Things have been going very well, I think. I have had a couple of very good weeks since the last post. I hung out in Martinique for quite some time and then moved to Dominica. Dominica is amazing, what a fantastic island. The 5 days or so that I spent there were huge, it was awesome. I can’t believe more people don’t know about it. On top of that I feel like a cloud has slowly lifted from my mind.

Before I begin though, I want to bring a dose of reality to all those who read this blog as a bit of escapism. Its nice to think of cruising the world, crossing oceans, catching fish, hiking, diving and seeing things. I can understand the escape. The underlying reality though is that this is very dangerous. I bring this up as my friend, Dilak, a Turkish female-singlehander lost her boat two days out of Cape Verde. I still haven’t heard the full circumstances other than it was a collision with something that broke her rudder and caused other damage. That is a potential consequence of this life. Luckily though she was rescued by a passing freighter and is safe home in Istanbul now.

OK, back to the escapism. So let’s start with Martinique since I always go in time-order anyway. I hung out in La Marin for a long time. It was easy, I had friends there. Jenny and Gio from Carabosse and the the Scope folks showed up. Hanging out in La Marin, I can see why it is the destination for all the French sailors. It is just such an easy place to get comfortable. And, if your French, well, it’s basically France, so you can get extra comfy. Jenny and Gio were even nice enough to have yet another crepe-party on Slick, it was every bit as delicious as the last time they did that for my tummy and I, in Gibraltar.

Maybe the highlight of hanging out there though was the fantastic holding that allowed us to rent a car for the day and drive around the island. The first stop was a rum distillery. It was a nice old plantation with lots of old machinery and aging casks of rum. The cool thing though was that at the end you got to taste some really great rum. I almost bought a bottle of the good stuff but I know in the end I would have just drank it all pretty quickly. I settled for just for the tastings. I hardly drink anymore.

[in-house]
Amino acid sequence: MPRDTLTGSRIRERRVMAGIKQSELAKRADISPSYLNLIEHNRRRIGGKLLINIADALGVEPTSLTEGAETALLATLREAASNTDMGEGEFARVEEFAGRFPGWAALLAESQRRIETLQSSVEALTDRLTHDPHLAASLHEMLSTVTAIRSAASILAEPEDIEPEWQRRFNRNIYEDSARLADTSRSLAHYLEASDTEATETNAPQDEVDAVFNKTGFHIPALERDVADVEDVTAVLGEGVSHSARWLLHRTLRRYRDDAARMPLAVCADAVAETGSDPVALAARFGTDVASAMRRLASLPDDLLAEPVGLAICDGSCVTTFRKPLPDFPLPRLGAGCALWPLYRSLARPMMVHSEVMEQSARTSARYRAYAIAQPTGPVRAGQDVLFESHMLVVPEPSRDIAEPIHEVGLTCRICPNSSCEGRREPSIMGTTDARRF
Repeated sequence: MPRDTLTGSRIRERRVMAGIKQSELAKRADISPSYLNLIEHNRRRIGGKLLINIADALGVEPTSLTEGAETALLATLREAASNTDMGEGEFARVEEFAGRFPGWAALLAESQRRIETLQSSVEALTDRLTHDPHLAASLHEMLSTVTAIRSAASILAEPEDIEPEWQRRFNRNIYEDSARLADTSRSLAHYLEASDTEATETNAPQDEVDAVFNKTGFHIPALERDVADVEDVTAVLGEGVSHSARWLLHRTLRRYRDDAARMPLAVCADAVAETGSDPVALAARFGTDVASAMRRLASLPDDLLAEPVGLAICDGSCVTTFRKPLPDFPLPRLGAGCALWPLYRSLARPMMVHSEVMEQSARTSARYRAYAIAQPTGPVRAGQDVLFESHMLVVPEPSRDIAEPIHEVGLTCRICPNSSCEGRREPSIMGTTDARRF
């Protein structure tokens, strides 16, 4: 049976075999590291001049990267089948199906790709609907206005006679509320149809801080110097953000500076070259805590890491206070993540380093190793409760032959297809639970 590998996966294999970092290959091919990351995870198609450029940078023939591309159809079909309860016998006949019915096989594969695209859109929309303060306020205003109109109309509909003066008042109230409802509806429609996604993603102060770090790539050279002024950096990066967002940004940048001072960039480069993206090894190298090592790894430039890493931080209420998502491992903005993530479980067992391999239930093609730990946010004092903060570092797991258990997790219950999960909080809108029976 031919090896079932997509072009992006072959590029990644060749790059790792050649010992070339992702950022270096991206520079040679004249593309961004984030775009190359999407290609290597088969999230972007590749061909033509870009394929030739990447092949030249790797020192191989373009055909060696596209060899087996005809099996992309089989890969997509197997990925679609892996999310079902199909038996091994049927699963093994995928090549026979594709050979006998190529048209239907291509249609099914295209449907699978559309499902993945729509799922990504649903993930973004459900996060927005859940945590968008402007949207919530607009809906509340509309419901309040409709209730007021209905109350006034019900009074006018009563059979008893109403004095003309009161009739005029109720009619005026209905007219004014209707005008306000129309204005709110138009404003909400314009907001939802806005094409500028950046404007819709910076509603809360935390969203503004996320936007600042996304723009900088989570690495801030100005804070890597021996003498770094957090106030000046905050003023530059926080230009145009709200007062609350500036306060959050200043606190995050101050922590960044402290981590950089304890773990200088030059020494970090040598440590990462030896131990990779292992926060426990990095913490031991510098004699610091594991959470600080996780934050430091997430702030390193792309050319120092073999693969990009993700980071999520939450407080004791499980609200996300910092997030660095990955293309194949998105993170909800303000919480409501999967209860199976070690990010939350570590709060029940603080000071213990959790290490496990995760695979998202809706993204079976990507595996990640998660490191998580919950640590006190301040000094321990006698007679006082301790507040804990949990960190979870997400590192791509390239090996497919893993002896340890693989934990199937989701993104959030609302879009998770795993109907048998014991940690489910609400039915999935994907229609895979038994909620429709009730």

We drove quite a bit and the next place we stopped was a gorge with a waterfall. This required a very steep hike down and then you take off your shoes and walk up a stream between walls that are maybe 5 feet apart. A little bit of climbing and scrambling later and you are up a couple of small waterfalls to the bigger one. That was the first shower I had in a week, the water in the anchorage is filthy (around 1500 boats in that place). This was a really great little trek, and the hike out was easier than expected.

The next stop was the town of St. Pierre. This is the old capital and was destroyed by Mt Pelee in an eruption 108 years ago or so. Nearly 28,000 people died and a new type of eruption was observed, Pyroclastic Density Currents, the most destructive of weapon a volcano has, making this a fairly famous place in volcanology. There were only two survivors, the most famous one was a prisoner who was in a cell and was rescued three days later. The town today has not really rebounded, the capital was moved to Fort De France, but it is certainly a nice seaside setting. We walked along and saw the ruins. I guess it has been 108 years so it was no where near the devastruction of Rabaul.

Well, things were getting a little too comfy in La Marin. The authorities were wondering if I was going to apply for a French driver’s license. Mine expired. So I took that as a hint to get out of there. I didn’t go far, just around the corner to Anse Mitan. The Carabosse crew came that day too, so I still had some friends. I managed a run on the beach and then when I got back to Slick I jumped in and couldn’t believe the bottom growth from La Marin. It was incredible. I scrubbed the hull but I need a paint scraper. The French want like 10 euro even for a disposable one. So that waits.